Saturday, March 05, 2011

Aircraft Control Cable - Stainless or Galvanized?

Aircraft Control Cable
Galvanized on top and Stainless on bottom
"A general service history has shown the use of stainless steel cables in aircraft control systems results in premature wear and has been a factor in minor incidences as well as catastrophic failure. A current trend is underway in the aviation industry to move away from the use of stainless steel cable for primary flight control applications, except where marine operations are performed." FAA Special Airworthiness Information Bulletin CE-12-01 Dated October 24, 2011.

 Frayed stainless steel control cable is suspect in a Twin-Otter crash killing 14 passengers in Tahiti in August of 2007. 

General aviation aircraft generally use control cable made from either stainless steel or galvanized steel.  Each type has its advantages and disadvantages. Generally;
  • Galvanized rope is stronger.
  • Galvanized rope has greater fatigue strength.
  • Galvanized rope has less wear.
  • Galvanized rope is easier to inspect for corrosion damage.
  • Per FAA CE-12-01:
  • Stainless steel is more corrosion resistant.
  • Stainless steel has considerably less service life due to high wear.
  • Stainless steel cannot be inspected for corrosion damage.
  • Stainless steel is stiffer and has lower bending fatigue resistance - important in flight control systems
  • Stainless steel has a higher friction coefficient that results in increased wear every time the cable is flexed.
  • Stainless steel becomes more stiff, leading to increased abrasion wear in the inside as well as the outside of the cable

The poor wear resistance of stainless steel rope has resulted in aircraft control problems. More frequent inspections are required. For more information on this subject reference: Special-Airworthiness-Information-Bulletin:-SAIB CE-01-30, July 11, 2001.  For 172S airplanes see FAA SAIB: CE-11-3. also  CE-11-36, Piper Service Bulletin 1048.

There are several reasons why stainless wears more than galvanized steel when used on flight controls:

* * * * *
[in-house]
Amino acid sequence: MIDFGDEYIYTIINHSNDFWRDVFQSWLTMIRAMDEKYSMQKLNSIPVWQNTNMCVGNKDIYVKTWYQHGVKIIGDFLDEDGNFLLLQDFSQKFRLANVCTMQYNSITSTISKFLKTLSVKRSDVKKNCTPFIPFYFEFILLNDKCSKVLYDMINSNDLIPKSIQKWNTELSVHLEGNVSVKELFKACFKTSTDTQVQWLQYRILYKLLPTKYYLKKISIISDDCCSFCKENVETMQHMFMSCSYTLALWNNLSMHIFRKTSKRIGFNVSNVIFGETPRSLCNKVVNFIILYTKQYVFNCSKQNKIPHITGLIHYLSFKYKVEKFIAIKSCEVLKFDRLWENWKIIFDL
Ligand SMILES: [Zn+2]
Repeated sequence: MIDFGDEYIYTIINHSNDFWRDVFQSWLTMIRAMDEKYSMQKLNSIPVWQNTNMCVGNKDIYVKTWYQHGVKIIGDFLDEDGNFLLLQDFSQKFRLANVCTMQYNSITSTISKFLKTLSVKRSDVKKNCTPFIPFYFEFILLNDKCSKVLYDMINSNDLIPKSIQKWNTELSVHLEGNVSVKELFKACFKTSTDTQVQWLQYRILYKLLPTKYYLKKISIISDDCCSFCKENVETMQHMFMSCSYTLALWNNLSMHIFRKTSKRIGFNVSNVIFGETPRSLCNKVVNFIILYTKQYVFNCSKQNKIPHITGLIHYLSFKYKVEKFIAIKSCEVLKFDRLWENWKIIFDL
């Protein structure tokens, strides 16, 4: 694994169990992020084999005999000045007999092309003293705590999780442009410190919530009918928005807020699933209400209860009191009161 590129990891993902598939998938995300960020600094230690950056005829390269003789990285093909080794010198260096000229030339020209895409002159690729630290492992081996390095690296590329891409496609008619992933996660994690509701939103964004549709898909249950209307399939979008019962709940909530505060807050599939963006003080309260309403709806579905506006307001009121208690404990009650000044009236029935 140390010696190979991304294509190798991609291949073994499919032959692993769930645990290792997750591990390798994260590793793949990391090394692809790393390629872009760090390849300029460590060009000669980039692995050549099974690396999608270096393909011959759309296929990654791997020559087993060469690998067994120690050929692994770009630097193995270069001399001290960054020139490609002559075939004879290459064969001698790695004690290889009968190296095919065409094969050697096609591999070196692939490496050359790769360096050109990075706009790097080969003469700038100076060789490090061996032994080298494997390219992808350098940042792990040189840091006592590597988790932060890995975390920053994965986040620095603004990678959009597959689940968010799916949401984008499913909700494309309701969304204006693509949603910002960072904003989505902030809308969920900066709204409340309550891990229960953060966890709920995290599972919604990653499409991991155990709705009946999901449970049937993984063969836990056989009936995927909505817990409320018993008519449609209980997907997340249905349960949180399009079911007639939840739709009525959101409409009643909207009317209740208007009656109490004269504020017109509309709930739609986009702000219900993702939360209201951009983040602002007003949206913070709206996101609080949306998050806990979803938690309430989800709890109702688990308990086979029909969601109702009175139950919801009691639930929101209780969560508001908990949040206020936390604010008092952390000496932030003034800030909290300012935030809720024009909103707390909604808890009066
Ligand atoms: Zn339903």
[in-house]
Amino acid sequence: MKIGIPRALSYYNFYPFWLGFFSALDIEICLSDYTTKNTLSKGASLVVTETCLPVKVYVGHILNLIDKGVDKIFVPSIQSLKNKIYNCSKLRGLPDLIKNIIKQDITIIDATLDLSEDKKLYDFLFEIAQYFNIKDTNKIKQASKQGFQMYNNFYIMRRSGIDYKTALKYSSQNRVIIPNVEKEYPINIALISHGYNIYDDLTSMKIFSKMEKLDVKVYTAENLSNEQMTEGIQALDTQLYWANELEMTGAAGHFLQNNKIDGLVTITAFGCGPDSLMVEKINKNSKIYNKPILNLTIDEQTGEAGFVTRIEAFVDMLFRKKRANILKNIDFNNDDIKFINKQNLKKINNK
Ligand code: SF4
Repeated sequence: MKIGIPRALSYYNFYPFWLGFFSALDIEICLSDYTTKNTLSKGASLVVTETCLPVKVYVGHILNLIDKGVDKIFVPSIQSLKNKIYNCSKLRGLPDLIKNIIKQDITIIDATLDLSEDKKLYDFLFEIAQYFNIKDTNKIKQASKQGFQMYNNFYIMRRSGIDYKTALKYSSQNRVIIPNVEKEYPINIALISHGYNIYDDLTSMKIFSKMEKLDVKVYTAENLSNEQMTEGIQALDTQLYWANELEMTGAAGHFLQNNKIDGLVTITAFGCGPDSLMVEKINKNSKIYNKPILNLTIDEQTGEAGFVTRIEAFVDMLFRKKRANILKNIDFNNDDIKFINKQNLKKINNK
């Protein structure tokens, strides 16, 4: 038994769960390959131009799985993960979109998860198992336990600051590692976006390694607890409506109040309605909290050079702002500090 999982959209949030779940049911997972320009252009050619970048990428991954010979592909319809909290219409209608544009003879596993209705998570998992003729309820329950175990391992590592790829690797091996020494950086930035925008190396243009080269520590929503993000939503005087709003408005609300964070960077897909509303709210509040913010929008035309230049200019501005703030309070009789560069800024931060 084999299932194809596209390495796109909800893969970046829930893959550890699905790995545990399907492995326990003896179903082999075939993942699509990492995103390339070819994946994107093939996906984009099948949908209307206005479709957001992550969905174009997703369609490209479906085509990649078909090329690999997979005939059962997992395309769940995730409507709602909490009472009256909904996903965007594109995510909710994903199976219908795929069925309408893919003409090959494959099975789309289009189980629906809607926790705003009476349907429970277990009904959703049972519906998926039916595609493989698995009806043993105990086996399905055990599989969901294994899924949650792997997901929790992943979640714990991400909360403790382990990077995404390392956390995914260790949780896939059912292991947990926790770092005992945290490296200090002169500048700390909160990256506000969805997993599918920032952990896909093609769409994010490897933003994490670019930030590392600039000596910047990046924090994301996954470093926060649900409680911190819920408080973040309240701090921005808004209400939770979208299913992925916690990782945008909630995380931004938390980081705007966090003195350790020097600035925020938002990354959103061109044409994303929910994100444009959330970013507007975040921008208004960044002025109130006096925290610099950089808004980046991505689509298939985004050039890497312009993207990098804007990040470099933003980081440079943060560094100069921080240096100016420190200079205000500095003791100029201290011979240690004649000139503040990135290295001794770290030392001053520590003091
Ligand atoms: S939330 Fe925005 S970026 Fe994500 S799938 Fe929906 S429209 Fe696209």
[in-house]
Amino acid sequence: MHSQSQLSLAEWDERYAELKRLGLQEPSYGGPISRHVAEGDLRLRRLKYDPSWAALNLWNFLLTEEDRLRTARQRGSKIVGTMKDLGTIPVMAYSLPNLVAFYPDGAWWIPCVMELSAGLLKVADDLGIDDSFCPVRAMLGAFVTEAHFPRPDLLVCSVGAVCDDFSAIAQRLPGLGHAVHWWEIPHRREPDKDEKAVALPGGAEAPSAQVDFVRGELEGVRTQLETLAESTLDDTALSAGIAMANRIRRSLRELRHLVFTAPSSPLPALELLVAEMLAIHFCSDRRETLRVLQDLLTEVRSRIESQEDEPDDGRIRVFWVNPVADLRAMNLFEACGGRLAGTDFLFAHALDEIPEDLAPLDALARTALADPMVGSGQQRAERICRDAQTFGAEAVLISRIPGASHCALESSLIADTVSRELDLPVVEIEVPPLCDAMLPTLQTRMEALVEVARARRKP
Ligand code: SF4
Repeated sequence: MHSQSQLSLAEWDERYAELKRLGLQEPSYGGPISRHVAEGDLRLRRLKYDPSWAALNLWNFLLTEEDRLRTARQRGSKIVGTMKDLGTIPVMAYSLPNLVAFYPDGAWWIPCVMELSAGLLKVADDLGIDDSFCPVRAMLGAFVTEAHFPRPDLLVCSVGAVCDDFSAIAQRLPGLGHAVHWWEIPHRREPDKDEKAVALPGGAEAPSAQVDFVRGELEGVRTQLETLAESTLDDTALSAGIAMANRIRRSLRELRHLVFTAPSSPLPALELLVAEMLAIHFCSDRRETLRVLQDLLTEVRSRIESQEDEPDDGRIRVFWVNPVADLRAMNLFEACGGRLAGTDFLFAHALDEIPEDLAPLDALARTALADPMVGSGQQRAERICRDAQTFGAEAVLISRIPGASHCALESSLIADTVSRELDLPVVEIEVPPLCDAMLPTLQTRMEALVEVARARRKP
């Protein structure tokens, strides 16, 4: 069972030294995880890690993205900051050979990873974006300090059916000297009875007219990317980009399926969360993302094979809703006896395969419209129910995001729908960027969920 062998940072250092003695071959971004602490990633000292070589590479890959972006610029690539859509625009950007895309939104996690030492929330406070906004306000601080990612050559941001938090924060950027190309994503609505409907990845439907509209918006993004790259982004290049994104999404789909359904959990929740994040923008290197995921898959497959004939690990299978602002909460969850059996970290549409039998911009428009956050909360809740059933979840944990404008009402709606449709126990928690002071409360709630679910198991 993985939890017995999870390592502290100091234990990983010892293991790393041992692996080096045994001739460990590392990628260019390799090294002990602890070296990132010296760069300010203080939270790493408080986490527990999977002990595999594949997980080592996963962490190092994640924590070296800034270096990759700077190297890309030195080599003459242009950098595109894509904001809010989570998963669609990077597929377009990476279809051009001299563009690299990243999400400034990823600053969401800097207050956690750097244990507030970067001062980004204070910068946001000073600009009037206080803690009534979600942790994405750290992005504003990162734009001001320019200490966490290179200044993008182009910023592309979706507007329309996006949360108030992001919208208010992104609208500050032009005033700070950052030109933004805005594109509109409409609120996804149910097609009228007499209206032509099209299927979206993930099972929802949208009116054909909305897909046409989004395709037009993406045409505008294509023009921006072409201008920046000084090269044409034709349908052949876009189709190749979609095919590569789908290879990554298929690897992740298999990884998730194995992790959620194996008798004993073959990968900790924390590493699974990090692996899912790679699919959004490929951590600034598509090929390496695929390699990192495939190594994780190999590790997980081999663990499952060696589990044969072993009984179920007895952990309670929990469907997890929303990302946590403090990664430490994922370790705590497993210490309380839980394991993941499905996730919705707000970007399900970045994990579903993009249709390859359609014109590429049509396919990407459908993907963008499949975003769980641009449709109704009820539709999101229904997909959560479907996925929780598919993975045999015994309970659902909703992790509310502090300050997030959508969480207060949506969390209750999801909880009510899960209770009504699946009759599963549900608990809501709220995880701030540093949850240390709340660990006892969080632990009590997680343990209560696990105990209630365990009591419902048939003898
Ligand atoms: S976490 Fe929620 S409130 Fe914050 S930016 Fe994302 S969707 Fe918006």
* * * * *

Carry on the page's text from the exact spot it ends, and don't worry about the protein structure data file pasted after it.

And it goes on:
The bending of a wire rope causes the individual wire stands to not only bend but to rub against one another. Galvanizing is a natural lubricant. For example, galvanized threads have a lower friction (K) factor then plain steel. The individual wires can easily move about with very little friction and wear. Stainless steel on the other hand has high friction and has a reputation for seizing and galling when rubbed together. Every time the wire rope is flexed, the stainless wires rub together. High friction creates high wear.

There are several methods of reducing wear and increasing fatigue resistance in a wire rope. Wear resistance can be increased by changing how the wire stands are wound. In the picture above the individual wires are horizontal (parallel to the axis of the rope). This is called "right regular lay" and is the standard lay.  Another method of winding the wire stands is so that they form an angle to the axis of the rope. This is called "lang lay". Lang lay increases fatigue strength and abrasion resistance without any decrease in ultimate strength.  Another method of changing the wire characteristics of fatigue strength,. abrasion resistance, and flexibility  is to use wires of different diameters. For example, Douglas-Specification DMS2192 calls for a Warrington Seal (IWRC) construction. This type of wire rope has larger wires on the outside and and smaller wires on the inside.

There are other wire rope designs that the engineer can call for to optimize specific performance goals. This is why when we replace wire rope we should make sure that the replacement meets the original manufacturer's specifications.

Galvanized Vs Stainless - who uses what?
As of 2004, Boeing uses practically no stainless steel cables. They use the Tin over Zinc variety of carbon steel cable in their primary flight control cables.

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